Making Smalltalk on ARM since 1986; making your Scratch better since 2012

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mvnorwood
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Re: ScratchGPIO & GPIO Server 1st Glance

Thu Nov 19, 2015 7:37 pm

Thanks for the explanation :)

Think I will teach using standard nuScratch and use its in built server.

Do you know if future versions will support the custom motor controller board in the new camjam robotics kit?

Thanks again :D

timrowledge
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Re: ScratchGPIO & GPIO Server 1st Glance

Thu Nov 19, 2015 8:41 pm

mvnorwood wrote:Do you know if future versions will support the custom motor controller board in the new camjam robotics kit?
I know that it *could* if I'm tasked with doing it; so make sure to email the foundation to ask for it!
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mvnorwood
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Re: ScratchGPIO & GPIO Server 1st Glance

Thu Nov 19, 2015 10:49 pm

I might discuss this on the Pi Certified Educators Google+ group.

I wonder how much demand there might be for Scratch support of the Camjam robotics kit. I guess the line follower and proximity sensor would also need supporting.

I work with KS3 students who have been excluded from school and have behavioural difficulties. I have had good success teaching them Scratch but have concerns that Python may be a step too far for many of them.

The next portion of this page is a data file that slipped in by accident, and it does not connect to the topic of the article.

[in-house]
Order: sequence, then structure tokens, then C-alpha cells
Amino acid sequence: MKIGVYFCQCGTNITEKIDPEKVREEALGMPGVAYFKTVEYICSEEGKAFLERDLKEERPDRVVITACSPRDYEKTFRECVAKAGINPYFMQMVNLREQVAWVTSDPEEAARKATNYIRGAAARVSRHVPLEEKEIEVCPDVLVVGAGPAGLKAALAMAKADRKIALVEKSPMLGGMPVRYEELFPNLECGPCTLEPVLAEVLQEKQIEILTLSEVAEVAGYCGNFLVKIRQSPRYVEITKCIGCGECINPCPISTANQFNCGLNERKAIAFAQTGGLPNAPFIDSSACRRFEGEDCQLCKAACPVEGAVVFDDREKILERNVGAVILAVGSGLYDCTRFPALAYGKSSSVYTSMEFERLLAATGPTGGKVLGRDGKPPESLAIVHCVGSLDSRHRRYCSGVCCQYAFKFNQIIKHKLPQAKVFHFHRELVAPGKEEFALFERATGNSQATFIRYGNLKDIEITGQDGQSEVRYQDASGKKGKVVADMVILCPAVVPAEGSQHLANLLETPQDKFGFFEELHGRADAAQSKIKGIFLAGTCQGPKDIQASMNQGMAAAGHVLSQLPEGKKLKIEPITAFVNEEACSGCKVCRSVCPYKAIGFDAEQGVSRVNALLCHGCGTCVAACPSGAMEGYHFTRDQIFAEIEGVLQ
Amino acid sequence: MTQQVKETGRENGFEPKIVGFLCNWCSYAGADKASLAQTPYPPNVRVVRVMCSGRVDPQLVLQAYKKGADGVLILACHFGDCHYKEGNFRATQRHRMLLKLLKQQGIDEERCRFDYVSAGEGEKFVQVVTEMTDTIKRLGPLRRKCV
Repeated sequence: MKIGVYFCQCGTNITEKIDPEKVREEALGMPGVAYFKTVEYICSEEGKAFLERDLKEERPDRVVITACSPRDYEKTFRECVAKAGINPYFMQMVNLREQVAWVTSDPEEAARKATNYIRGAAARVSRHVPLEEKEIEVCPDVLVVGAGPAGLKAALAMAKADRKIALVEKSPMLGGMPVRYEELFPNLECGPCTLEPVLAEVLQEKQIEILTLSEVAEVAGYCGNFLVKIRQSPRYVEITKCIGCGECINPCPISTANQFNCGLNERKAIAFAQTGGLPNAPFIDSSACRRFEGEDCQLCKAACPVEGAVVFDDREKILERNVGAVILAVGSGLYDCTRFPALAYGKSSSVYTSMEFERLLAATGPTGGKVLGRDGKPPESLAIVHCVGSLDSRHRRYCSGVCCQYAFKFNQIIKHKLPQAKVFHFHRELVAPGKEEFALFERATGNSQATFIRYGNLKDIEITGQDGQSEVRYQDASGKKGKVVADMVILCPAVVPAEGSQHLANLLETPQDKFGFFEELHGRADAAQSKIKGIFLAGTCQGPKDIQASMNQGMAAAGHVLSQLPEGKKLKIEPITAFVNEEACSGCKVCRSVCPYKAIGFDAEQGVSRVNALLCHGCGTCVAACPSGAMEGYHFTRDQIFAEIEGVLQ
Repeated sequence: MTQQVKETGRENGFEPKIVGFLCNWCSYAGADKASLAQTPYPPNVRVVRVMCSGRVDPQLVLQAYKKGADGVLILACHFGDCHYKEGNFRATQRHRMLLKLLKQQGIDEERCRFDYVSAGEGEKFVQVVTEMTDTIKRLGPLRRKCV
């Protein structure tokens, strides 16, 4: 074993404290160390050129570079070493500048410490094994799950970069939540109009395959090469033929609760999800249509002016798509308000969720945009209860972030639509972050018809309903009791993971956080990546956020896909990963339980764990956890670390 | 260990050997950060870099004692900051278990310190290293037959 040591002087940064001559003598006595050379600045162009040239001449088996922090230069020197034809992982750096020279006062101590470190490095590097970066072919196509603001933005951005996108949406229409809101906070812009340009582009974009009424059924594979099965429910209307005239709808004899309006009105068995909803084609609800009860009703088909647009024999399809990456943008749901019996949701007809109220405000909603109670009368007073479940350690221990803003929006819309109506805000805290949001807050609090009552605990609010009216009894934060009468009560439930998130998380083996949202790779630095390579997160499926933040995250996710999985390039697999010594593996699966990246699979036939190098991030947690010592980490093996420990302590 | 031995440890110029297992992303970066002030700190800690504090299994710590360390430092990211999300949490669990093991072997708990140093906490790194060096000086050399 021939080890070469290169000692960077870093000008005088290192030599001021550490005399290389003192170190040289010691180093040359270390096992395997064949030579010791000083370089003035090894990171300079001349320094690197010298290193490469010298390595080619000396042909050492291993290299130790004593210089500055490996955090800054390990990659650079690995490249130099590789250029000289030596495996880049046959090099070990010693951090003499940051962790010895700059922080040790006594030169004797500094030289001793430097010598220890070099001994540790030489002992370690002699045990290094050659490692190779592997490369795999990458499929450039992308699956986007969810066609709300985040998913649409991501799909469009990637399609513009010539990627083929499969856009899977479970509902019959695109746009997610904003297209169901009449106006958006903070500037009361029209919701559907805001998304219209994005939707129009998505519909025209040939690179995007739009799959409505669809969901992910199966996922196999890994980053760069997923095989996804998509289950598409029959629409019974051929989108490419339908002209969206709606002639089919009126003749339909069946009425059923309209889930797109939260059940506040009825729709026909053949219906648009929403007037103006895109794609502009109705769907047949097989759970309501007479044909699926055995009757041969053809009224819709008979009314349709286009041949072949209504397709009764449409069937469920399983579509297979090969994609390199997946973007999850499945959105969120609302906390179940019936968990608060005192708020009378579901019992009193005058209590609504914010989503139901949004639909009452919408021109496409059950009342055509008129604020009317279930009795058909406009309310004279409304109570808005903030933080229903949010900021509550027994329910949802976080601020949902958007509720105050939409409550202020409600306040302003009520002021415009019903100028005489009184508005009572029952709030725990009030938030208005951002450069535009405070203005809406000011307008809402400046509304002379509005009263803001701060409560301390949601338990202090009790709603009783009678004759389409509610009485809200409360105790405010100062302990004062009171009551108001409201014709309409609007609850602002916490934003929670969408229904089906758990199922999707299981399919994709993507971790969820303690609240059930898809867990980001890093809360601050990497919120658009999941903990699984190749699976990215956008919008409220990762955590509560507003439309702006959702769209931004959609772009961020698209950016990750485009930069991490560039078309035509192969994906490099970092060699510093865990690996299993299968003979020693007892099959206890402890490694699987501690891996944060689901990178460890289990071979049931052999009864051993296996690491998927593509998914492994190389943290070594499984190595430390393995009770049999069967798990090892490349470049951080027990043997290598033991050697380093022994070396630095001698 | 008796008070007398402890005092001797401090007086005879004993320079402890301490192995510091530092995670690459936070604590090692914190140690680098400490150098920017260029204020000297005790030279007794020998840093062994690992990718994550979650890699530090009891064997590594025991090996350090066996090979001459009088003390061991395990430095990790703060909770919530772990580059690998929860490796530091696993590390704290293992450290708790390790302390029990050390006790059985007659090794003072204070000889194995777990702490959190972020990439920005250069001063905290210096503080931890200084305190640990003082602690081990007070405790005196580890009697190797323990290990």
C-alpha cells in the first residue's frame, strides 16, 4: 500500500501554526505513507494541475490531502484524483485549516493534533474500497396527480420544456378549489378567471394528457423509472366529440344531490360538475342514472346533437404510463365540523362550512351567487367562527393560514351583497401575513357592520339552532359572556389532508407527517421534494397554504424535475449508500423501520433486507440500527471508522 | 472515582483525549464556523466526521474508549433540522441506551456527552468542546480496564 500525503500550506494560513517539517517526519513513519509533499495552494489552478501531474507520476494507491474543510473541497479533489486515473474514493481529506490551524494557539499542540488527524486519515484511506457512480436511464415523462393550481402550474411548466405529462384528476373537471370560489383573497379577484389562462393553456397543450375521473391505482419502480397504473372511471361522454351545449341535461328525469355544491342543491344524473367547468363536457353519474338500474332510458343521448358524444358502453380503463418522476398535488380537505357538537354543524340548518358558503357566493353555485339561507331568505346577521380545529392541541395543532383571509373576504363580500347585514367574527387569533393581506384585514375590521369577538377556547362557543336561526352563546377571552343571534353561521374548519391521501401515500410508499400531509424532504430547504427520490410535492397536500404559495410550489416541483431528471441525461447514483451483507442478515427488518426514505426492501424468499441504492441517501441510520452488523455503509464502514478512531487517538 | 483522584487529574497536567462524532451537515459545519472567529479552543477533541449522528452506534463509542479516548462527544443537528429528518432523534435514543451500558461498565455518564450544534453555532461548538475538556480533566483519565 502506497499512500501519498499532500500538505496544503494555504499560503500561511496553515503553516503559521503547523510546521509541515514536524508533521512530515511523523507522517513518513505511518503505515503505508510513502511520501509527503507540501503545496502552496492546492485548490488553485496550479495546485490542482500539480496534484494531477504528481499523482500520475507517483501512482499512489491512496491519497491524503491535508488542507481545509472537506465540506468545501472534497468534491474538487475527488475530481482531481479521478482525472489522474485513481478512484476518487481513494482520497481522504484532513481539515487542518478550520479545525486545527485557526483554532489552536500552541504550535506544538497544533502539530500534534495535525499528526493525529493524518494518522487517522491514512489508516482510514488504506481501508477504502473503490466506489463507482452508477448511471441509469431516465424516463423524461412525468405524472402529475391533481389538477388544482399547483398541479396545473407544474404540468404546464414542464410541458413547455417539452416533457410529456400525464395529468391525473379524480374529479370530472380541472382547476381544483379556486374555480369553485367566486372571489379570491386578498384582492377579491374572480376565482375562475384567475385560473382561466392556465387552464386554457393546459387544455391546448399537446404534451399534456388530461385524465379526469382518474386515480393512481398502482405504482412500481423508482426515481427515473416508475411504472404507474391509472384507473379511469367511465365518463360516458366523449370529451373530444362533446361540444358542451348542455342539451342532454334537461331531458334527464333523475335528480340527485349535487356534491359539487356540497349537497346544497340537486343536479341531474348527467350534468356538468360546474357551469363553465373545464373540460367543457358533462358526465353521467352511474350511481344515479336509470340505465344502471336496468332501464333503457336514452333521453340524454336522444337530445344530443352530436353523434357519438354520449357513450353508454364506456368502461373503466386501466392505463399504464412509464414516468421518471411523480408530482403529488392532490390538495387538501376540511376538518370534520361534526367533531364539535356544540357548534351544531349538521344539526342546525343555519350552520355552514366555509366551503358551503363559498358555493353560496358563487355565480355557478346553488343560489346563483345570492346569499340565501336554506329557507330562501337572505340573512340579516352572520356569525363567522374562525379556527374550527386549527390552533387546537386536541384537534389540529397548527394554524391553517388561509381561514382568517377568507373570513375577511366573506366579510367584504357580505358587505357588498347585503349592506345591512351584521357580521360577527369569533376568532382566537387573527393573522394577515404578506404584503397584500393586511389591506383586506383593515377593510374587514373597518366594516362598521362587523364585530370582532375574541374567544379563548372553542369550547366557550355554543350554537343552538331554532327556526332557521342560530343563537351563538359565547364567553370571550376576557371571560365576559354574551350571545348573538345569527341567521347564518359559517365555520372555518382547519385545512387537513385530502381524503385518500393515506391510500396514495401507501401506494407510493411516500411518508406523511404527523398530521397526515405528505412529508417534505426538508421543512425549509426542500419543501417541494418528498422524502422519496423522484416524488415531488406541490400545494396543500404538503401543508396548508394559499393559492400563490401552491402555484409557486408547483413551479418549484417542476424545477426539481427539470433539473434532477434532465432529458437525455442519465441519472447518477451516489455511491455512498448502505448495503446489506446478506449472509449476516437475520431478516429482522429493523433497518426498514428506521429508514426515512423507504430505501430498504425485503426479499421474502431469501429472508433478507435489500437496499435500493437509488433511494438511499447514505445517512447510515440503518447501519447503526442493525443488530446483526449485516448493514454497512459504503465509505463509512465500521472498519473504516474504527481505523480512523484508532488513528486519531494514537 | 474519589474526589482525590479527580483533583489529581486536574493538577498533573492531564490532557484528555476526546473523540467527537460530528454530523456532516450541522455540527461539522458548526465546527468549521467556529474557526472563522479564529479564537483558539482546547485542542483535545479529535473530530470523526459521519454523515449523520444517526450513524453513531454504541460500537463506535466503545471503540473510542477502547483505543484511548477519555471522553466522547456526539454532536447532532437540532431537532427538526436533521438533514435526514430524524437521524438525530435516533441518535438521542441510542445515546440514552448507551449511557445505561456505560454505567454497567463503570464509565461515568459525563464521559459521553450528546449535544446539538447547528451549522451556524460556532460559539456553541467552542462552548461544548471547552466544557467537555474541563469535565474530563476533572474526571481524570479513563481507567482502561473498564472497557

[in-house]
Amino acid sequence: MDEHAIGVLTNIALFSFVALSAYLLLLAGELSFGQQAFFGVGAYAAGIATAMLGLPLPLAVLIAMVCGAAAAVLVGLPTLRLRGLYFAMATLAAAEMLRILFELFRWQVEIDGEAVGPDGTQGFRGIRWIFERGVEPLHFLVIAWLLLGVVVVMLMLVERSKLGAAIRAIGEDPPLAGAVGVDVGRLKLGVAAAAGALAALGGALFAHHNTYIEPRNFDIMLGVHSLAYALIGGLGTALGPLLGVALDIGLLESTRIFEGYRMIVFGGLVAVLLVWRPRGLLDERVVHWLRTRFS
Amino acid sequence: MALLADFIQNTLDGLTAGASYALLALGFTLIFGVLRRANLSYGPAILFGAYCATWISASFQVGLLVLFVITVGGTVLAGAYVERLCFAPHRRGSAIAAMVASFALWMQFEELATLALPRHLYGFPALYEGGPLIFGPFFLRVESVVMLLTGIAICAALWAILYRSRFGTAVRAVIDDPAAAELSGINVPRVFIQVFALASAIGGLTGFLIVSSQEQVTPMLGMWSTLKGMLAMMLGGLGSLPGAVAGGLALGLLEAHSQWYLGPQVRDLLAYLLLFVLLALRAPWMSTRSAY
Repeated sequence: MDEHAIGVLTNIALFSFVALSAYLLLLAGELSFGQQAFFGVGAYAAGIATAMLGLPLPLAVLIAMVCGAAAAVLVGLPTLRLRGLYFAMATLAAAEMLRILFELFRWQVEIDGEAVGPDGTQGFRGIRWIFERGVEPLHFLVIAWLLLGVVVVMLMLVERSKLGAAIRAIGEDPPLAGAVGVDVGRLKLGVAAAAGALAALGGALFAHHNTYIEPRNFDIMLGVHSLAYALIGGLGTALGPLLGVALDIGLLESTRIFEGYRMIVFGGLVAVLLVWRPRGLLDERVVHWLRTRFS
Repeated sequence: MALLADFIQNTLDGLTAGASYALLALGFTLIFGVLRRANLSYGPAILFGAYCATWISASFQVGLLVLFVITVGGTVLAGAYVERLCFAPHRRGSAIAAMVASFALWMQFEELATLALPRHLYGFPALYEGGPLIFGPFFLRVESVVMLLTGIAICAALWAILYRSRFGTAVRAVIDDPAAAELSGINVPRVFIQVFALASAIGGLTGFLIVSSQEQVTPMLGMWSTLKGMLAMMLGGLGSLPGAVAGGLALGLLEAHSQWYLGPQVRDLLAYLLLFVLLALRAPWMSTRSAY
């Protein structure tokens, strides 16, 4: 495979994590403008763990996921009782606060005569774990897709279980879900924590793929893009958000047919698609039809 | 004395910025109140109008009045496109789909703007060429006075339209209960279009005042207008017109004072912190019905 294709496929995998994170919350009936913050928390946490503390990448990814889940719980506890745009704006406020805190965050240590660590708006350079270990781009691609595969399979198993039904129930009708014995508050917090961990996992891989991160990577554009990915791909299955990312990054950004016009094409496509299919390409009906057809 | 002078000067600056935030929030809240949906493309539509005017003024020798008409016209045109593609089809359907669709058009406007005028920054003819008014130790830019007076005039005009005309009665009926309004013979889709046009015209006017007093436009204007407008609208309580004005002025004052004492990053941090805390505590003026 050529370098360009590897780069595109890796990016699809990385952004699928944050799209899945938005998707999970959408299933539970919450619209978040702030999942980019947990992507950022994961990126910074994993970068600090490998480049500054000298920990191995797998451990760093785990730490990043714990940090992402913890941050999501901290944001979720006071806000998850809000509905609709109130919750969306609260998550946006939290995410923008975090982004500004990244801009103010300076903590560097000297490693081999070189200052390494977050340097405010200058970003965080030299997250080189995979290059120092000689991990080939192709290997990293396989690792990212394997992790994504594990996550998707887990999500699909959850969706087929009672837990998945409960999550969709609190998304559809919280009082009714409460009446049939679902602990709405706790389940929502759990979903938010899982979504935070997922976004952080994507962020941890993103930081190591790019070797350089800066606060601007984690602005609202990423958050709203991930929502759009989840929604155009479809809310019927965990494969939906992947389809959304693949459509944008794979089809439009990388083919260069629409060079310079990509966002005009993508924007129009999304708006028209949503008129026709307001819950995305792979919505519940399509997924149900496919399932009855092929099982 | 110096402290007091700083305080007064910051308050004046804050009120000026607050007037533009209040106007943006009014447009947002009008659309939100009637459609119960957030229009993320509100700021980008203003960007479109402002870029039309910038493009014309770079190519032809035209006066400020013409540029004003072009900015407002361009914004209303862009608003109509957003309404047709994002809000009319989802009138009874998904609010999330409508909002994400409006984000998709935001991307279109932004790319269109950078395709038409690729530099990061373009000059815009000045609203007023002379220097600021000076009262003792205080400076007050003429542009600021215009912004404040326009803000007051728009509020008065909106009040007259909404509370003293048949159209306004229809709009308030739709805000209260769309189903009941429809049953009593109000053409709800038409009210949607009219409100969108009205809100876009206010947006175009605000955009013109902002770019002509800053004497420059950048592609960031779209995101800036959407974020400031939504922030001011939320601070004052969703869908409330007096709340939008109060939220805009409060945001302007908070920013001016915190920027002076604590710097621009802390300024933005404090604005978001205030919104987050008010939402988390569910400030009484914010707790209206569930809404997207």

I know I saw Pibrella being used with Scratch to create a very simple robot (more like a remote control car) at Picademy. I was all set to go down this route but then PiHut brought out the new kit and I have just got one to tinker with myself.

My first GPIO project with my students is going to be getting them to use Scratch to trigger a balloon filled with confetti to burst when too many questions are answered wrongly in a quiz 8-)

timrowledge
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Re: ScratchGPIO & GPIO Server 1st Glance

Fri Nov 20, 2015 2:05 am

mvnorwood wrote:I might discuss this on the Pi Certified Educators Google+ group.

I wonder how much demand there might be for Scratch support of the Camjam robotics kit. I guess the line follower and proximity sensor would also need supporting.
That sounds likely. Send emails to the edu team asking for it; they'll ask me to do it.
mvnorwood wrote:I work with KS3 students who have been excluded from school and have behavioural difficulties. I have had good success teaching them Scratch but have concerns that Python may be a step too far for many of them.

I know I saw Pibrella being used with Scratch to create a very simple robot (more like a remote control car) at Picademy. I was all set to go down this route but then PiHut brought out the new kit and I have just got one to tinker with myself.

My first GPIO project with my students is going to be getting them to use Scratch to trigger a balloon filled with confetti to burst when too many questions are answered wrongly in a quiz 8-)
Sheesh, kids that young excluded from school. How sad. Good luck with sorting them out; I can see why directly interactive stuff like scratch might help gain attention in such cases.

And as for a balloon buster - video! Soon! I'd suggest a small solenoid operated from a gpio (possibly with relay since power might be an issue) with a pin. Best make sure it is sprung so the pin retracts in a timely manner...